“Father of electron microscopy in the Czech Republic” Armin Delong (1925 – Brno) was from 1961 the director of the Institute of Scientific Instruments of the Czechoslovak Academy of Sciences (ČSAV) in Brno for almost 30 years. He worked for many years in the Laboratory of Electronic Optics of the ČSAV. His name is featured in Delong Instruments from Brno, a company which he founded with his students.
Armin Delong; ČTK
FATHER OF ELECTRON MICROSCOPY
Certain products at a world level are produced in the Czech Republic. These include in particular electron microscopes. The Institute of Scientific Instruments of the Czechoslovak Academy of Sciences is the founder of electron microscopy in our countries. The institute was established in 1957 as an instrumentation institution for other institutes of the Academy of Sciences, particularly in the field of electron optics and microscopy. All thanks to the world-renowned and respected scientist and founder of electron microscopy, professor Armin Delong. He dedicated himself to devising electron microscopes in the 1950s.
For his prototype of the desktop electron microscope BS 242 he received a gold medal at EXPO 58, the Brussels World’s Fair. A perk of the electron microscope was that it was so small that it fit on the table, it was compact, easy to carry, and was intuitively controlled.
Armin Delong was already interested in electronics at elementary school. At the age of 10, he received an electric kit and it fascinated him. “Before long, I was able to make a phone from the parts. Later I was building primitive radios,” he recalled.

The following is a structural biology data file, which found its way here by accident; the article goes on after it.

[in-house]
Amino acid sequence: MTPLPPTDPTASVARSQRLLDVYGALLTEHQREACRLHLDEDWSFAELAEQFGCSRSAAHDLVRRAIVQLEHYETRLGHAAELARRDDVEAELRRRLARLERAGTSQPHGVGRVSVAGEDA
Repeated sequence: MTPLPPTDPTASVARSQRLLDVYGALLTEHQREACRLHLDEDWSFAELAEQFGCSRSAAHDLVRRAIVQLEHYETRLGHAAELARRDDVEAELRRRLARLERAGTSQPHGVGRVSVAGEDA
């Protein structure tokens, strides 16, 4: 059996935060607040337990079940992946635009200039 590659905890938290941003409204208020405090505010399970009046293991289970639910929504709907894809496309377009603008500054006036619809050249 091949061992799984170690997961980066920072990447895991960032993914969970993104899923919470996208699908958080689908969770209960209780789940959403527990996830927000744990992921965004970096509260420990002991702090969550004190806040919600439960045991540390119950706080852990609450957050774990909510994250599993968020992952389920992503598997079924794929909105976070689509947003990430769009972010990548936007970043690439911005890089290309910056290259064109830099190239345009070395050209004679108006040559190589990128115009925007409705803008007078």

In addition to imaging methods of light microscopy (e.g. inversion, fluorescence and UV or IR microscopy), electron microscopy is one of the most versatile methods for viewing microcosms. It is used in various fields of science: from material research to biology, and provides information on the structure, chemical composition, crystallographic orientation and other properties of the specimens.
The observed object can be magnified up to a million times to see details at an atomic level. Light is a rough tool for distinguishing nano objects in comparison to electrons – the light-based microscope will reach a magnification of at most 1500 times.
The scanning electron microscope examines the sample by “touching it” point by point with a thin bundle of electrons until it gradually pieces together the mosaic of the whole image. Sample information is obtained through the interaction of the electron beam with the material. In conventional electron microscopes, the electron beam is accelerated to high energy, but the Brno team has developed an observational method with very slow electrons. Their different mechanism of action in the sample allows for the observation of unusual phenomena and the visibility of otherwise problematic details.
Scientists from the Institute of Scientific Instruments of the Academy of Sciences of the Czech Republic participated in the development of the Magellan scanning electron microscope, which is produced by the FEI Czech Republic Ltd., and which has achieved world superiority in resolution on very low energies.